The SfAA leadership learned on April 10, 2013 that an auction house in Paris had planned the sale of several sacred masks made and used by members of the Hopi Tribe. The masks were from a private, unnamed source.
Through exchange and correspondence among SfAA members, AAA and other interested and knowledgeable individuals, the leadership quickly established several facts:
1. The Tribe opposed strongly the sale on religious and cultural grounds.
2. The U.S. Embassy in France had urged a delay of the auction until authenticity could be clearly established.
3. Cultural Survival opposed the auction and had obtained the pro bono services of a prominent French lawyer.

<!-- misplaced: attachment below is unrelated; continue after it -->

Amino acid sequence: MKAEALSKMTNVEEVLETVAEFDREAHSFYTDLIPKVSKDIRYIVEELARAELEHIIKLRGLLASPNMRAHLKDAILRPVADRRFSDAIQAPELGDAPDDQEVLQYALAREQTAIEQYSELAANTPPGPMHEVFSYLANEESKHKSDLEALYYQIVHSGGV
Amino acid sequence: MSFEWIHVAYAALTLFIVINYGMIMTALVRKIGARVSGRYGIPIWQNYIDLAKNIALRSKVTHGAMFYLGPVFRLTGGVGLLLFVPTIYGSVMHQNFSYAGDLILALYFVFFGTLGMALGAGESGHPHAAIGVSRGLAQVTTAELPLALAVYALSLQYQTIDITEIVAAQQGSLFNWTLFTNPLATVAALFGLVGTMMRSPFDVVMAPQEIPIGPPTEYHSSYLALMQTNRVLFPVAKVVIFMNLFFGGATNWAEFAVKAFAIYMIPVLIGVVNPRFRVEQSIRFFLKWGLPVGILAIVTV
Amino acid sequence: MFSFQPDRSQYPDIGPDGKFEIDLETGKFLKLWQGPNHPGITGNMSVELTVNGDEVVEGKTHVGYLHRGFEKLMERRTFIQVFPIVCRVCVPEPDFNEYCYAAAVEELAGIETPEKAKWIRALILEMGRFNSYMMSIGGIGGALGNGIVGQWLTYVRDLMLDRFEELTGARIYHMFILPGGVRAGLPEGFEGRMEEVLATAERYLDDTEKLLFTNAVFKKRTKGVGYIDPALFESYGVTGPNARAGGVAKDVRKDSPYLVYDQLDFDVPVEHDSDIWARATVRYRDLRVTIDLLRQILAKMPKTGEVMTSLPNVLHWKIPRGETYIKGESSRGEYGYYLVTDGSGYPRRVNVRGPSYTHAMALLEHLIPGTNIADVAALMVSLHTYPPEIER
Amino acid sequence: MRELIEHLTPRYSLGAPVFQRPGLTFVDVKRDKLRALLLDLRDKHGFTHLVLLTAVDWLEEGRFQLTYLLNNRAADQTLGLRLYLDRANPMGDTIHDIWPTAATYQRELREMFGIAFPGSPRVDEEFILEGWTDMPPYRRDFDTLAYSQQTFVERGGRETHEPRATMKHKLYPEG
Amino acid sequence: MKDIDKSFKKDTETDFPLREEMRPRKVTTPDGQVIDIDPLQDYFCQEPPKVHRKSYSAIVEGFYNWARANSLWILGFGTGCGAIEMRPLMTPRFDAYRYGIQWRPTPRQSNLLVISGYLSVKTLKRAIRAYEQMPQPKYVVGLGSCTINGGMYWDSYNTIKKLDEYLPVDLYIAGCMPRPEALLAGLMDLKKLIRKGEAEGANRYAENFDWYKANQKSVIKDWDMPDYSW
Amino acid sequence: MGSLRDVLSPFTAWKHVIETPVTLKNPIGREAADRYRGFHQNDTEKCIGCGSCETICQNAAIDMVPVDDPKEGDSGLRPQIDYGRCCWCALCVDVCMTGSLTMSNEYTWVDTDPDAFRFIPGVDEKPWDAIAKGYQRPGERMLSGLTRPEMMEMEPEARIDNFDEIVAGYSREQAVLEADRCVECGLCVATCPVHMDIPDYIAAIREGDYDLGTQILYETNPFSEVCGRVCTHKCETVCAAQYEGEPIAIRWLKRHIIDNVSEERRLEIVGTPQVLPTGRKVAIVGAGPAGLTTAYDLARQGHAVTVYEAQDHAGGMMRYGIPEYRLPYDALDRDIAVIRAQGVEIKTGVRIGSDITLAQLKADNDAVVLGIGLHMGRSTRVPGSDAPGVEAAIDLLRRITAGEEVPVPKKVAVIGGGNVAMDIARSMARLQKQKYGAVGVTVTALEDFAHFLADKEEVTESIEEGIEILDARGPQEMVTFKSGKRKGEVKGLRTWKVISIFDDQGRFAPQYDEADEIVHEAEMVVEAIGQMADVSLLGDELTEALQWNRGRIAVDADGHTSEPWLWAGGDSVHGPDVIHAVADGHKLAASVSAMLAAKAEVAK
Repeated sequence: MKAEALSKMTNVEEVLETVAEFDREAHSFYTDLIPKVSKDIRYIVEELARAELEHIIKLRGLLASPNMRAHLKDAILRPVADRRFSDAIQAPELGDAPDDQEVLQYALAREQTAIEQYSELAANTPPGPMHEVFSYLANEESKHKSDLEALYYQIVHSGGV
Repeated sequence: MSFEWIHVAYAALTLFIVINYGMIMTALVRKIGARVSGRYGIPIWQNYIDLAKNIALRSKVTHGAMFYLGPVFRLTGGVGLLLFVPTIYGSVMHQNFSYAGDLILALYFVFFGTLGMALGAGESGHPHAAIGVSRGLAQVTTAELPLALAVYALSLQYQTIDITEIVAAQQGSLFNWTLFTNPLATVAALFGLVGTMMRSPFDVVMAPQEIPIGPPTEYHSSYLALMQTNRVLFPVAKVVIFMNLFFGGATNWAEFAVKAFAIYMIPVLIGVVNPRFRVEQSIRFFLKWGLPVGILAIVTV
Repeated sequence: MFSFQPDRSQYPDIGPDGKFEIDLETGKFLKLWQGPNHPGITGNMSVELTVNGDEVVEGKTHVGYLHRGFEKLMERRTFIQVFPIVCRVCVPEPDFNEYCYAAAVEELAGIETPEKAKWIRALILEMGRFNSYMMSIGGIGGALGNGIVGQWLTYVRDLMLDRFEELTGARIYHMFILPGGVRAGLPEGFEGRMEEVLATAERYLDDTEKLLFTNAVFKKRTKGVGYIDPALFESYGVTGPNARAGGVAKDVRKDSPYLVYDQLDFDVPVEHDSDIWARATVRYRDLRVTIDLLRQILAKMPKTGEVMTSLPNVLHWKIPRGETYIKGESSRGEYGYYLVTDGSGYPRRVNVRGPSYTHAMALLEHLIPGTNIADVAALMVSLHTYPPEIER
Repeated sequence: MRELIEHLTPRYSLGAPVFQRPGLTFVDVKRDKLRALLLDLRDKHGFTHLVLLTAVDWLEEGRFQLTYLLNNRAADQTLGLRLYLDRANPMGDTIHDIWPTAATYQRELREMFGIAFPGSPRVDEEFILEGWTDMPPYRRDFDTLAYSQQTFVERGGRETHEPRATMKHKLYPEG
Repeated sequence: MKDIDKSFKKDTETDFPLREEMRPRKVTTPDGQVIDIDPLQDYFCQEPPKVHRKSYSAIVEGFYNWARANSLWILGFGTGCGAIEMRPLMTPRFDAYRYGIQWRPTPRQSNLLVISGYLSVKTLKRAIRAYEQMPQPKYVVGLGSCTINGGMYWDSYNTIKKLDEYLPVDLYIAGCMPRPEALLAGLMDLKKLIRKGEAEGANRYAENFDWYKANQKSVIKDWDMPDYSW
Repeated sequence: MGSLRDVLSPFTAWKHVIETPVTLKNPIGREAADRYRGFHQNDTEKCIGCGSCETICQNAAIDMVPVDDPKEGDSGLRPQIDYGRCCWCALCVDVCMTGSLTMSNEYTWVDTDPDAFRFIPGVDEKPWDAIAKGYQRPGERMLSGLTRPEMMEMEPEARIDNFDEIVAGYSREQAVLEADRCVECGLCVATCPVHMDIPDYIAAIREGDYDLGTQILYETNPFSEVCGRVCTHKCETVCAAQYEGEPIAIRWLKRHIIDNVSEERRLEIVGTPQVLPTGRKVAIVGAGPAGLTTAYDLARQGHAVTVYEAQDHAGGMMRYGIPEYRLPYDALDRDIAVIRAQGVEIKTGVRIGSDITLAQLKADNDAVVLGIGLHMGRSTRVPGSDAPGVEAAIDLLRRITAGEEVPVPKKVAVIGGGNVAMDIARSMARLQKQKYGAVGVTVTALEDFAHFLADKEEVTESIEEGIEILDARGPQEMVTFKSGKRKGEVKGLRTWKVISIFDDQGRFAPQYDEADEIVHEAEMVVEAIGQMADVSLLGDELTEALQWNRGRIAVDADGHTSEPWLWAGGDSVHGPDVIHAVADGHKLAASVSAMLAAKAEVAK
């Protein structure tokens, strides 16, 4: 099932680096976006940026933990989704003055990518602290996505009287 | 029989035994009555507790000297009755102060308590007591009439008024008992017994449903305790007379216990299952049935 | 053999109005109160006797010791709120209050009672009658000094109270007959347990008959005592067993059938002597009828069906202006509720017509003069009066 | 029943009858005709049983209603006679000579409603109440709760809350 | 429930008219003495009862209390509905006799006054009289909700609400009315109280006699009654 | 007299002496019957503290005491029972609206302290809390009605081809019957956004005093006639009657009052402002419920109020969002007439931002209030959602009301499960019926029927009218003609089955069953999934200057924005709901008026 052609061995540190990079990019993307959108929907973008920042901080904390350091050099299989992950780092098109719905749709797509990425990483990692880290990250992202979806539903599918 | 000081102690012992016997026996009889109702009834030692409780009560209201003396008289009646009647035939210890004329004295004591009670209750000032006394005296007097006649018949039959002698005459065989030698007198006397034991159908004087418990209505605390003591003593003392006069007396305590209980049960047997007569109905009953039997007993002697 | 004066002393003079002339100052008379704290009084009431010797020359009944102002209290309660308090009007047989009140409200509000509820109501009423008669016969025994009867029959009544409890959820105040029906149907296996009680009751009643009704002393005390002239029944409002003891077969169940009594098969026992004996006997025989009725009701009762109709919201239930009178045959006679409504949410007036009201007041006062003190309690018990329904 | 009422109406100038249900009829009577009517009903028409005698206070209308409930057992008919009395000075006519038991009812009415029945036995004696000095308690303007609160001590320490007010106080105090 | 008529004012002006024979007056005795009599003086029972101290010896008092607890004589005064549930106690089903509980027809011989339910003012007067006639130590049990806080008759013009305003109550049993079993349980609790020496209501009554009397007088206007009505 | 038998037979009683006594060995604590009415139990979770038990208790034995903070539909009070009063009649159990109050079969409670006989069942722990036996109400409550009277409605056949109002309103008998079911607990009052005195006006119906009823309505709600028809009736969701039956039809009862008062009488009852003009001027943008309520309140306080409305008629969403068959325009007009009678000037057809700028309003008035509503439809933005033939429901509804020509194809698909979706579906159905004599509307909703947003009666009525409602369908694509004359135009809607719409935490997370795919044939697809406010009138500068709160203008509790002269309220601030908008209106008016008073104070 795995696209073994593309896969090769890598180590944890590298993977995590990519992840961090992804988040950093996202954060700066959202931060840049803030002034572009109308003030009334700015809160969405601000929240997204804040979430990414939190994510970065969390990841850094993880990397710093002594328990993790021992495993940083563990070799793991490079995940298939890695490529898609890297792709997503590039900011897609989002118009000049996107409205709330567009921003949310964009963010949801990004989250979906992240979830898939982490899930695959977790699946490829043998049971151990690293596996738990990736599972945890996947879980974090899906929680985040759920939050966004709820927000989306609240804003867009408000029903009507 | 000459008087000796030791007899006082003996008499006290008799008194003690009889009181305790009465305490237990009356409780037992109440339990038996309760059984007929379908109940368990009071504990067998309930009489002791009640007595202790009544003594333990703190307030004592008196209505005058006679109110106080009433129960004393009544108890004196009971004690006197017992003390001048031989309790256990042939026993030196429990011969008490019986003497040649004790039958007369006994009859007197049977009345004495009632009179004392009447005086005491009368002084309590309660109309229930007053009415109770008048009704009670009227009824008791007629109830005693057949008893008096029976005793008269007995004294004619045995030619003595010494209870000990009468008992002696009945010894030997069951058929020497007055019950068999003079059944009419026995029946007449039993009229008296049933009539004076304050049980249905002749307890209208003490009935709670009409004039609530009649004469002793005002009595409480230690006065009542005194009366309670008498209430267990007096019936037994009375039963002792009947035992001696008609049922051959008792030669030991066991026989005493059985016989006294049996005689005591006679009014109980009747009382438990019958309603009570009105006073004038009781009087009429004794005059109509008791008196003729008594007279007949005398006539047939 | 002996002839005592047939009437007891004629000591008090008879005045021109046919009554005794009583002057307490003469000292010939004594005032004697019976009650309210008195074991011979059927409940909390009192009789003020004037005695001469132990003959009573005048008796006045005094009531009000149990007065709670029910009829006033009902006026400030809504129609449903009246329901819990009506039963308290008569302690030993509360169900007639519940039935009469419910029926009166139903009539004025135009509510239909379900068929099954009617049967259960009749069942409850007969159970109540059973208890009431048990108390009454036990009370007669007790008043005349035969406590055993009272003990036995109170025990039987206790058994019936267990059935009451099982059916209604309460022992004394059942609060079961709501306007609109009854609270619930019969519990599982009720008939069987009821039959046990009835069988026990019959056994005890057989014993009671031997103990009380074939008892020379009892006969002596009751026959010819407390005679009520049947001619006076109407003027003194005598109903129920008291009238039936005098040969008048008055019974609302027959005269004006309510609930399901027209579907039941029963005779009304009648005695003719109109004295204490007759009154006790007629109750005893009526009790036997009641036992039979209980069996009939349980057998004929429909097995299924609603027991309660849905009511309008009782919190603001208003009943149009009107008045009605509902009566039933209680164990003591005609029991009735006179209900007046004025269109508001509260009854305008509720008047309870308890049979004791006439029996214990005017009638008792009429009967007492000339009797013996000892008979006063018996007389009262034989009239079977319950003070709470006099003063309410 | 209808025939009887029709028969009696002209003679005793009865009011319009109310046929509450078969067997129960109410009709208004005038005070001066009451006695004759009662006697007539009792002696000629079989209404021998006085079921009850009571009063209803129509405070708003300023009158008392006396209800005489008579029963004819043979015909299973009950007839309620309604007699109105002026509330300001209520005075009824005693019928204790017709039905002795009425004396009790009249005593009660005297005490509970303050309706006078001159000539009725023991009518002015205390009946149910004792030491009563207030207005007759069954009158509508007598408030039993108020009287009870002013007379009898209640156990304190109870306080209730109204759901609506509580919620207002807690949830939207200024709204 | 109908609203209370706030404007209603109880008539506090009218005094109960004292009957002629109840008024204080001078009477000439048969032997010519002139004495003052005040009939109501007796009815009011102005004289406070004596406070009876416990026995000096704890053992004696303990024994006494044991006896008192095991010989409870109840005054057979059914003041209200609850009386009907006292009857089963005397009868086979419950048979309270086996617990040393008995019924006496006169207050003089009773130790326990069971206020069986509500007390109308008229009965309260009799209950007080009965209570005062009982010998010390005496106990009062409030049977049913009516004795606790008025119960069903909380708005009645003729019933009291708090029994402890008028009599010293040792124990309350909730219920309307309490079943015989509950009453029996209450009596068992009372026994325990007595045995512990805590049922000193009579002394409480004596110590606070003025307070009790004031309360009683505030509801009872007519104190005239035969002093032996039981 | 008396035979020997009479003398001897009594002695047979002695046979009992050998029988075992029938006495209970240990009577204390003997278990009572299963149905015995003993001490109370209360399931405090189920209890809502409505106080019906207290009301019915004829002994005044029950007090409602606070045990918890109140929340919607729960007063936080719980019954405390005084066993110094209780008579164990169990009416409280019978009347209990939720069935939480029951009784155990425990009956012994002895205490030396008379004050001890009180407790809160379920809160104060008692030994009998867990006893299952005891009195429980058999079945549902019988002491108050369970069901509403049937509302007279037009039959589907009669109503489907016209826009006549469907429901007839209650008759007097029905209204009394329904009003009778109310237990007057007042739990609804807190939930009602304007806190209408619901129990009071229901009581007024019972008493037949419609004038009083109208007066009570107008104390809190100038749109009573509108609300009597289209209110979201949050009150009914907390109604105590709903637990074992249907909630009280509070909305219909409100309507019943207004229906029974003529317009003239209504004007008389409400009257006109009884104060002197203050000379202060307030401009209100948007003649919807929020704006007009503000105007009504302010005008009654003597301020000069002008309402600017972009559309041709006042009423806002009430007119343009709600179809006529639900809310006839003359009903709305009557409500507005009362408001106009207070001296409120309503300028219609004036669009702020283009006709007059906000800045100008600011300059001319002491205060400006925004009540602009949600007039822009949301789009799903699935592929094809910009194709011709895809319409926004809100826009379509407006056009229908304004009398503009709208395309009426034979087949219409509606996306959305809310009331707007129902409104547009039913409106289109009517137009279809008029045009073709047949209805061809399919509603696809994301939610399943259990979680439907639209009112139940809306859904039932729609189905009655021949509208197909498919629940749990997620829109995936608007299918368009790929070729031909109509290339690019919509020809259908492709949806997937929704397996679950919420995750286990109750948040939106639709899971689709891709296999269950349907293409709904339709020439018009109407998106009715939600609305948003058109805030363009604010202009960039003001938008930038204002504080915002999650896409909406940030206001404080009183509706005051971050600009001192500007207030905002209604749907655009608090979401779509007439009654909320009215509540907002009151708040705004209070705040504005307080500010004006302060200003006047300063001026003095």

4. The attorney had requested a French court to block the auction and a decision was scheduled for April 12.
President Roberto Alvarez alerted two SfAA committees (Public Policy And Human Rights) and asked for their review and comment. He coordinated the SfAA response with that of the leadership of the American Anthropological Association, updating information and sharing text for formal letters to the court in support of the motion to block the auction.
The attached letter (see link below) was submitted to the attorney in Paris prior to the Court hearing and decision. A similar letter was sent from the leadership of the AAA.
The French judge rejected the motion on April 12 and the auction was held. The news report of the auction was carried on a number of print and broadcast media, including Le Monde and National Public Radio.
President Alvarez has asked the Human Rights and Social Justice Committee to monitor the post-auction developments and to report to the Board any new and related actions.